Today, we are sticking in the same vein of things that are not very old (surprisingly, only about a decade newer than the first colored television show)... Pop-Tarts. What's really interesting about this product is that it all started with dog food... yup, Dog. Food.
According to The Chicago Tribune, Post Co.'s pet-food division developed dog food called Gaines Burgers, a novel concept where the dog food was semi-moist but didn't have to be refrigerated -- a convenience many humans also sought in their breakfast food. Post (Kellogg's number one competitor) took this innovative technology and put it towards "a fruit-filled pastry that could be shipped and stored without having to be refrigerated." Unfortunately for Post, they made the finding public before their product hit shelves, allowing Kellogg to put a product in the proverbial ring.
Post introduced "Country Squares" about the same time Kellogg (the far more popular breakfast product company) released Pop-Tarts. Though originally Pop-Tarts were called "Fruit Scone". The name was later changed to Pop-Tarts, influenced by Andy Warhol’s Pop-Art in the 1960s, and with that, the pastry's popularity took off... Though considering they had sold out within the first two weeks of their product hitting shelves, they were already doing better than expected in the sales department.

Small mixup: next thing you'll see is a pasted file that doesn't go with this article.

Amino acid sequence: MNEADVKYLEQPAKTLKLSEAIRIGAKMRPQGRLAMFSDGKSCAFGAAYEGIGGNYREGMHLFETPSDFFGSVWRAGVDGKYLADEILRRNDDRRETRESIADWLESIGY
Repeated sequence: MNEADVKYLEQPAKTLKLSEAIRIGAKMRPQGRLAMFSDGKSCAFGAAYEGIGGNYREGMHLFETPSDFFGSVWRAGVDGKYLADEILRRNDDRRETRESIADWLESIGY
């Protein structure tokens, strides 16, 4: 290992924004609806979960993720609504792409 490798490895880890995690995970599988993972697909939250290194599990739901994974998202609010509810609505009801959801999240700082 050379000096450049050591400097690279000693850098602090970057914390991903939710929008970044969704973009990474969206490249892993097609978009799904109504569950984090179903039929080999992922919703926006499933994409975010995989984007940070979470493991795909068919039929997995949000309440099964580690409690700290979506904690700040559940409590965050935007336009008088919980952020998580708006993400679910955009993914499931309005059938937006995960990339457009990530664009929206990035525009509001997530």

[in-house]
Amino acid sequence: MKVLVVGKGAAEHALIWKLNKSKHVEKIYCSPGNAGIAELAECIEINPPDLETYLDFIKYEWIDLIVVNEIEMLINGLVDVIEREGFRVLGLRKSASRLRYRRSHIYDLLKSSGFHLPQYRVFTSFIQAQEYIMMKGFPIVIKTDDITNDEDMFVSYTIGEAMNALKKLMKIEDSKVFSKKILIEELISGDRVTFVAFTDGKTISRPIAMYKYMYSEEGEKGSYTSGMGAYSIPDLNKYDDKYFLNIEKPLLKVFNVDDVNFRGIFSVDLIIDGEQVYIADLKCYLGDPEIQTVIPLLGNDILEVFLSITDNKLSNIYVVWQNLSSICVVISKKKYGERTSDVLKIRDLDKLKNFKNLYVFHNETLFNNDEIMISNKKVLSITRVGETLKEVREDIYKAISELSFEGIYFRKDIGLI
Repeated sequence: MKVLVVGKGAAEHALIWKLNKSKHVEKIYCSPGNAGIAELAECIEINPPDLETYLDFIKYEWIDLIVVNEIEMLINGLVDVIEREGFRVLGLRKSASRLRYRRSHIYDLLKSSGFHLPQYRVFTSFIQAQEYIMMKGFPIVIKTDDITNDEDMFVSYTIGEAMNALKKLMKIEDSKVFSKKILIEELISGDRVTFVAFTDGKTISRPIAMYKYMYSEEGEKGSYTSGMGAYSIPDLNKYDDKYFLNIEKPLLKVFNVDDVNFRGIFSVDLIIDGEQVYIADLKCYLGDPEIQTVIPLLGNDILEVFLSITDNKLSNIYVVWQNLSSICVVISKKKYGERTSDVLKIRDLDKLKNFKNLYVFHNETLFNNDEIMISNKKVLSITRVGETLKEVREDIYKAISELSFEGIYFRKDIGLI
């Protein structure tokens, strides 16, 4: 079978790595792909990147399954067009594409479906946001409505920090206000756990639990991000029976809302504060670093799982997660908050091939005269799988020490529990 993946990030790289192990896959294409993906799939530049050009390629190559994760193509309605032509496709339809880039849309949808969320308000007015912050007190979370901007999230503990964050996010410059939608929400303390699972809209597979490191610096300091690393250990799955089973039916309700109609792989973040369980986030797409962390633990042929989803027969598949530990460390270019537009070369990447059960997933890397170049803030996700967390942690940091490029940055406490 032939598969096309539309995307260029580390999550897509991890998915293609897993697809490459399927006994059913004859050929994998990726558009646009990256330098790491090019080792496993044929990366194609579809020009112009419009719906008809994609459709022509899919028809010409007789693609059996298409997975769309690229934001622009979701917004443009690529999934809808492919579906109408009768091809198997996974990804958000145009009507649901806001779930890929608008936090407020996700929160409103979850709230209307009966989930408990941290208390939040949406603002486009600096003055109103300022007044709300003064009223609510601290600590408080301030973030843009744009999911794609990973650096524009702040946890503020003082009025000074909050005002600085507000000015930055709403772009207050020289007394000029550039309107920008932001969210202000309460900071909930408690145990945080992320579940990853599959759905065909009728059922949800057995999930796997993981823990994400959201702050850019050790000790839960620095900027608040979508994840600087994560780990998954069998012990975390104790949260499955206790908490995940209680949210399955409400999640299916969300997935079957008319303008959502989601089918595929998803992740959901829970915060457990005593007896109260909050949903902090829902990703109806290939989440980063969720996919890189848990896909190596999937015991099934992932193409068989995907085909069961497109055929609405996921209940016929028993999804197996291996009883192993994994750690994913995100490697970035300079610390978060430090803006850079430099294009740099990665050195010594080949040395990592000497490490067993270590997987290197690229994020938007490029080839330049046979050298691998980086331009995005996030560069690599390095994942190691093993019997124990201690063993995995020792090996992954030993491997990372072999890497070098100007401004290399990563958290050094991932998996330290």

When Kellogg's first introduced the toaster pastry in 1964, it was unfrosted and came with four flavors: Apple Currant Jelly, Strawberry, Blueberry and Brown Sugar-Cinnamon. In 1967, the first frosted Pop-Tarts hit the shelves with four flavors, as well: Dutch-Apple, Concord Grape, Raspberry and Brown Sugar-Cinnamon. Today, there are over 30 kinds of Pop-Tarts (and many special edition ones). Oh ya, and Pop-Tarts Cereal... so good while it lasted (which wasn't very long).
Kellogg’s competitors tried to match the Pop-Tarts smash hit, but never could quite get there. It took General Mills eighteen years to introduce the Toaster Strudel. But unlike the Pop-Tart, the Toaster Strudel needs to be frozen before dropping it into the toaster.
Though Kellogg's has had up-and-down quarters, The Wall Street Journals says, Pop-Tarts has seen its earnings increase since 1982 because the pastry appeals to children, teens AND adults -- making it the winner of all things marketing. And I can admit, I'm a sucker for marketing and branding.